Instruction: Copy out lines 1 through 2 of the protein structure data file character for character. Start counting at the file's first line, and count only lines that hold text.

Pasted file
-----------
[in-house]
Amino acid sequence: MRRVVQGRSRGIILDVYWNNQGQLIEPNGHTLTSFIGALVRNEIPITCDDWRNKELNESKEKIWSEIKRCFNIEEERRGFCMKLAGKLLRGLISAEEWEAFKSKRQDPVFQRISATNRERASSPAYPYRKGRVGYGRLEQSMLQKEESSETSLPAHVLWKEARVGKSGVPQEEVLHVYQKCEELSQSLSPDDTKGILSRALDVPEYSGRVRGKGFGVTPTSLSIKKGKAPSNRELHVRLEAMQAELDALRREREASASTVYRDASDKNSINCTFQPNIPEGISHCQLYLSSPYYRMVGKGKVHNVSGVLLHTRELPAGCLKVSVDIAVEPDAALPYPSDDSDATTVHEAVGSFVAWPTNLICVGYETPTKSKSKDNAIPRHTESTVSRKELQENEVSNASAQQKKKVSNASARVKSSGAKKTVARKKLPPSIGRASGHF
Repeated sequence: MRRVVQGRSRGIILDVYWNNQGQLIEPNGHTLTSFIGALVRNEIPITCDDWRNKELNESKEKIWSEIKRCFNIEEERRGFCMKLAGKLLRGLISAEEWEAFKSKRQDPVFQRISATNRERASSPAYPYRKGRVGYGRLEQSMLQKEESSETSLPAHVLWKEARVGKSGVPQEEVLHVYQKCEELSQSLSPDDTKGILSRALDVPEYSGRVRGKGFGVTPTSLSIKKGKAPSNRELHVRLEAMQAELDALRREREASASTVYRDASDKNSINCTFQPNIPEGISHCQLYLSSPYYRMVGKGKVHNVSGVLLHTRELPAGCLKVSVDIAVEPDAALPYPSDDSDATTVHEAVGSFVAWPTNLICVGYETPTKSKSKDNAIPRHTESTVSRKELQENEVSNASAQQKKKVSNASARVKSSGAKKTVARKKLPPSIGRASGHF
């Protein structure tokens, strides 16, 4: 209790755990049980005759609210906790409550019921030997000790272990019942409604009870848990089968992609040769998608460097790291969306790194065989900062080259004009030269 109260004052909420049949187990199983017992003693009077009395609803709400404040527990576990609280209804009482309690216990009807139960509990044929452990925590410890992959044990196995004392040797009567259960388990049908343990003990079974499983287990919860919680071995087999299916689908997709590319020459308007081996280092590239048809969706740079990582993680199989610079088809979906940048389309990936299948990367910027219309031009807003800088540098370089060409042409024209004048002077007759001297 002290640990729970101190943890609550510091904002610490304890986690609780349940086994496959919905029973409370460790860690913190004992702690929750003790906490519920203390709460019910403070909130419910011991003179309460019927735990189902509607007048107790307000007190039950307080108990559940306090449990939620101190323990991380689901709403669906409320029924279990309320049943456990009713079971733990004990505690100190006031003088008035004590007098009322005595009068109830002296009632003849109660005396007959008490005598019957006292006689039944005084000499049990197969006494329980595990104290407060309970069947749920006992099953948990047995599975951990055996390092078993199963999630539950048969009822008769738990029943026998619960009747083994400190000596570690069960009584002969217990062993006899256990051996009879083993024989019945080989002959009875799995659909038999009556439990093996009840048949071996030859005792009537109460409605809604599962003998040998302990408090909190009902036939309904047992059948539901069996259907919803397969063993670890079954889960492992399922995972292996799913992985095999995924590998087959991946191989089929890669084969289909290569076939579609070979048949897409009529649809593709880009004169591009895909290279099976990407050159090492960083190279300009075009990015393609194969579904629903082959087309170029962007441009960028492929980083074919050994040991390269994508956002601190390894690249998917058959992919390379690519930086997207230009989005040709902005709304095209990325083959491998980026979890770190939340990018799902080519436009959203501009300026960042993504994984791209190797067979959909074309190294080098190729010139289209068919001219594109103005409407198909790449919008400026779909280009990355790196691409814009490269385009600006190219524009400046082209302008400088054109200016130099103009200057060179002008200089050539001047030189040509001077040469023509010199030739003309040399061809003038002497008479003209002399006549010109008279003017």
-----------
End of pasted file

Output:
[in-house]
Amino acid sequence: MRRVVQGRSRGIILDVYWNNQGQLIEPNGHTLTSFIGALVRNEIPITCDDWRNKELNESKEKIWSEIKRCFNIEEERRGFCMKLAGKLLRGLISAEEWEAFKSKRQDPVFQRISATNRERASSPAYPYRKGRVGYGRLEQSMLQKEESSETSLPAHVLWKEARVGKSGVPQEEVLHVYQKCEELSQSLSPDDTKGILSRALDVPEYSGRVRGKGFGVTPTSLSIKKGKAPSNRELHVRLEAMQAELDALRREREASASTVYRDASDKNSINCTFQPNIPEGISHCQLYLSSPYYRMVGKGKVHNVSGVLLHTRELPAGCLKVSVDIAVEPDAALPYPSDDSDATTVHEAVGSFVAWPTNLICVGYETPTKSKSKDNAIPRHTESTVSRKELQENEVSNASAQQKKKVSNASARVKSSGAKKTVARKKLPPSIGRASGHF